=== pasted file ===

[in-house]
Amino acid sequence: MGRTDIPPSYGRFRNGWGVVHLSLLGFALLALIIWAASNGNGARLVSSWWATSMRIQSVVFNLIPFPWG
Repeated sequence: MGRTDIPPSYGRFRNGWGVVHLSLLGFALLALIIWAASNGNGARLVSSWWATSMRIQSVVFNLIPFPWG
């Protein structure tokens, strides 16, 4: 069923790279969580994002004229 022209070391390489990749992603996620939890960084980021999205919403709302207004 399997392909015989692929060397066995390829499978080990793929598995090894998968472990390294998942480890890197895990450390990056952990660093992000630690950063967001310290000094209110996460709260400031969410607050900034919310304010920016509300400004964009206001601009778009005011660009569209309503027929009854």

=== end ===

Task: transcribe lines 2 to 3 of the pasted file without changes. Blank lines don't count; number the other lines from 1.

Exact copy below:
Amino acid sequence: MGRTDIPPSYGRFRNGWGVVHLSLLGFALLALIIWAASNGNGARLVSSWWATSMRIQSVVFNLIPFPWG
Repeated sequence: MGRTDIPPSYGRFRNGWGVVHLSLLGFALLALIIWAASNGNGARLVSSWWATSMRIQSVVFNLIPFPWG